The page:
Memorial service honors 31 law enforcement officers killed in Pikes Peak region
Uniforms were pressed, pivots were sharp and taps rang out clear. More than 100 law enforcement officers across the Pikes Peak region hit every cue during Friday's annual Peace Officers Memorial.
The organization of the ceremony was in stark contrast to the reason they were there: to honor those officers who died amid the violence and chaos of the job. Thirty-one officers have been killed in the region since 1895.
This year was lucky.
No new names needed to be added to the wall of fallen officers, but the tears from those present showed wounds that still haven't healed.
The Colorado Springs Police Department has been hit particularly hard over the years, with 13 of the fallen officers coming from its ranks. One of them was Dennis Ives, a motorcycle officer who was run off the road in 1975 on his way to help cover a parade. His death is still unsolved, his son, CSPD officer Timothy Ives said.
But it's not just those personal ties that make the ceremony meaningful, Ives said. Because all of the departments support each other and work together, a loss for one is a loss for all, he said.
Garrett Swasey is the perfect example. Though he was a University of Colorado at Colorado Springs officer, he still rushed to Planned Parenthood in 2015 to help stop an active shooter who had already killed civilians and then later died himself.
"He was on a call for us (CSPD)," Ives said.
The sacrifices officers and their families make are real, but so is their honor and commitment to community, the event's speaker Sam Hendrix said. It's why he hopes to join the profession one day.
"That's my character. I like helping people," Hendrix said.
The soon-to-be eighth-grader was asked to read his persuasive speech on why it's important to support law enforcement. In it, he walked through the life of a fictional officer who daily leaves his family, perhaps after "having too much of his wife's homemade chicken pot pie", for "his job's unknown." But it's a story that easily could be true for the sworn sitting in front of him.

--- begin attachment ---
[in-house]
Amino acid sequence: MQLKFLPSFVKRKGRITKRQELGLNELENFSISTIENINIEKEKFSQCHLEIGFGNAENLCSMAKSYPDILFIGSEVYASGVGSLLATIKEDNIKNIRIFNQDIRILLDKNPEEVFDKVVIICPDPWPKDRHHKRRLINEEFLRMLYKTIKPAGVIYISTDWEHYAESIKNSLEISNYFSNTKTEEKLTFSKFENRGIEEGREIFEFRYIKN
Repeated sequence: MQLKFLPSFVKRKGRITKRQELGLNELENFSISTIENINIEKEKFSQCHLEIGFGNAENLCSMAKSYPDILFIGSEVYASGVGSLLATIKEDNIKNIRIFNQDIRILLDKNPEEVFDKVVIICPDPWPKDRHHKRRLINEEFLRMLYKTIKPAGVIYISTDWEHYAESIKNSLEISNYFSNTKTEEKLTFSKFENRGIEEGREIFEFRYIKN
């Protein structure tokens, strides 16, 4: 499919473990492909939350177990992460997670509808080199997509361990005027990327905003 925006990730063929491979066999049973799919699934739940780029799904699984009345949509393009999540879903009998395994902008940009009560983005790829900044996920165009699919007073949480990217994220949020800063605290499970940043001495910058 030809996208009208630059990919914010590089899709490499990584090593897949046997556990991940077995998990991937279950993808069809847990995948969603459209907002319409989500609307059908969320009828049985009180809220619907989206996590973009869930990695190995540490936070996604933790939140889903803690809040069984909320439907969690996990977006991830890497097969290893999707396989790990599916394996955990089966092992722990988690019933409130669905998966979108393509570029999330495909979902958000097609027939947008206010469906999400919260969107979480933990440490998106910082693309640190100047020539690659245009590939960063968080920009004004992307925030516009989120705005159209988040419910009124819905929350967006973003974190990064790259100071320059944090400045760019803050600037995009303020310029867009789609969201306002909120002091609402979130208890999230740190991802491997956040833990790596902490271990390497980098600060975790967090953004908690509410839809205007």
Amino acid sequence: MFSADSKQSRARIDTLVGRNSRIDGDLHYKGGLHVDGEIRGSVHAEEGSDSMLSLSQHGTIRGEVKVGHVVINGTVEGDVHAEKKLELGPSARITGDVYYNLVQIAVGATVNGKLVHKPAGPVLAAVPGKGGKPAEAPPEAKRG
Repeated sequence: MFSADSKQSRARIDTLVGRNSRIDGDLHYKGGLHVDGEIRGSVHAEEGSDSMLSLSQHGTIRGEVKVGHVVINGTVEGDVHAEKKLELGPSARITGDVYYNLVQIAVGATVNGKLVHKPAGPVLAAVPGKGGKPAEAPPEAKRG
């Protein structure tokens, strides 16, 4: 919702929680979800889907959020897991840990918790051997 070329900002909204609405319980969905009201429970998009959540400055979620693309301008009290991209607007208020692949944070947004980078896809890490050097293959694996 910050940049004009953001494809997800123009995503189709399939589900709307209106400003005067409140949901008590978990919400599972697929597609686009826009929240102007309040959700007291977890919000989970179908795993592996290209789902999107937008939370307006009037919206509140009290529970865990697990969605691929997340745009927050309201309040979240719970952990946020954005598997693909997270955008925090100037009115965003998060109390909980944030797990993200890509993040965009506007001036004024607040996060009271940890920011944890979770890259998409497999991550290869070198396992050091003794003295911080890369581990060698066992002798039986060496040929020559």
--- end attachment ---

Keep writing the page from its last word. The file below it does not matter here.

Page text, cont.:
"Honestly, none of us know if we'll go back home tonight when we leave our homes, but most of us don't purposefully walk into dangerous situations like you do every single day," Hendrix said.
Unlike previous years, there were no blue balloons released this year, since bad weather drove the event inside New Life Church. Instead, blue roses were placed above each picture of the area's fallen.
The officers will continue to be honored Saturday during the 10th Annual Valor Run at 9 a.m. at Memorial Park, followed by the Memorial Ball at 6 p.m. at the Marriott Hotel, 5580 Tech Center Drive. Registration for the race is $25. Registration for the ball is $70 per guest, which includes a beer or glass of wine.
Funds raised will go toward building a permanent site to honor the officers at Memorial Park. The project has been in the works since 2006 and has raised more than $600,000 toward the goal of $1.25 million.
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